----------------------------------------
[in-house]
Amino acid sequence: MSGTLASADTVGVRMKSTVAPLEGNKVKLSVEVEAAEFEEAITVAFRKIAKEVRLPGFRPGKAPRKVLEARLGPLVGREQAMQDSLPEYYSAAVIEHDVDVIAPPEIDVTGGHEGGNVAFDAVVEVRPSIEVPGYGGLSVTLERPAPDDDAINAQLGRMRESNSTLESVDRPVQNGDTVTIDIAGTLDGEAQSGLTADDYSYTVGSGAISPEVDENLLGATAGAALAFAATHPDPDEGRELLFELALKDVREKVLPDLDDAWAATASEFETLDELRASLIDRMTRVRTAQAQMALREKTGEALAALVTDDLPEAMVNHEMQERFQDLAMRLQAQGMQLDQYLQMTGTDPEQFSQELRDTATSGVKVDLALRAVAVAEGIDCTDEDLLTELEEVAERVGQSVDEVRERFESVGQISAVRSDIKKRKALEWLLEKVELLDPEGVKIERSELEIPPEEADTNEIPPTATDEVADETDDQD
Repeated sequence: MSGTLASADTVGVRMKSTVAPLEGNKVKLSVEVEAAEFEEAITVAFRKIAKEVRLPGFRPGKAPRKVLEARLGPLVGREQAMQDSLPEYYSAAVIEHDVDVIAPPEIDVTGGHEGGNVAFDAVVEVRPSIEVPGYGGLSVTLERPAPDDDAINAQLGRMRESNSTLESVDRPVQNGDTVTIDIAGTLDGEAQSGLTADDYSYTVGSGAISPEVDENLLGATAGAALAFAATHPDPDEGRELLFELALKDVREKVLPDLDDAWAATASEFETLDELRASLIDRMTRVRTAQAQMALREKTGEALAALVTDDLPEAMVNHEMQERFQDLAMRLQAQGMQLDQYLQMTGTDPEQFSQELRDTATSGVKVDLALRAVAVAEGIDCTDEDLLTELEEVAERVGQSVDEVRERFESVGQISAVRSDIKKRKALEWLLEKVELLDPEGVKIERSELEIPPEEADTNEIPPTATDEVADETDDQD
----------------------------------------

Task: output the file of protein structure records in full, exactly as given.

[in-house]
Amino acid sequence: MSGTLASADTVGVRMKSTVAPLEGNKVKLSVEVEAAEFEEAITVAFRKIAKEVRLPGFRPGKAPRKVLEARLGPLVGREQAMQDSLPEYYSAAVIEHDVDVIAPPEIDVTGGHEGGNVAFDAVVEVRPSIEVPGYGGLSVTLERPAPDDDAINAQLGRMRESNSTLESVDRPVQNGDTVTIDIAGTLDGEAQSGLTADDYSYTVGSGAISPEVDENLLGATAGAALAFAATHPDPDEGRELLFELALKDVREKVLPDLDDAWAATASEFETLDELRASLIDRMTRVRTAQAQMALREKTGEALAALVTDDLPEAMVNHEMQERFQDLAMRLQAQGMQLDQYLQMTGTDPEQFSQELRDTATSGVKVDLALRAVAVAEGIDCTDEDLLTELEEVAERVGQSVDEVRERFESVGQISAVRSDIKKRKALEWLLEKVELLDPEGVKIERSELEIPPEEADTNEIPPTATDEVADETDDQD
Repeated sequence: MSGTLASADTVGVRMKSTVAPLEGNKVKLSVEVEAAEFEEAITVAFRKIAKEVRLPGFRPGKAPRKVLEARLGPLVGREQAMQDSLPEYYSAAVIEHDVDVIAPPEIDVTGGHEGGNVAFDAVVEVRPSIEVPGYGGLSVTLERPAPDDDAINAQLGRMRESNSTLESVDRPVQNGDTVTIDIAGTLDGEAQSGLTADDYSYTVGSGAISPEVDENLLGATAGAALAFAATHPDPDEGRELLFELALKDVREKVLPDLDDAWAATASEFETLDELRASLIDRMTRVRTAQAQMALREKTGEALAALVTDDLPEAMVNHEMQERFQDLAMRLQAQGMQLDQYLQMTGTDPEQFSQELRDTATSGVKVDLALRAVAVAEGIDCTDEDLLTELEEVAERVGQSVDEVRERFESVGQISAVRSDIKKRKALEWLLEKVELLDPEGVKIERSELEIPPEEADTNEIPPTATDEVADETDDQD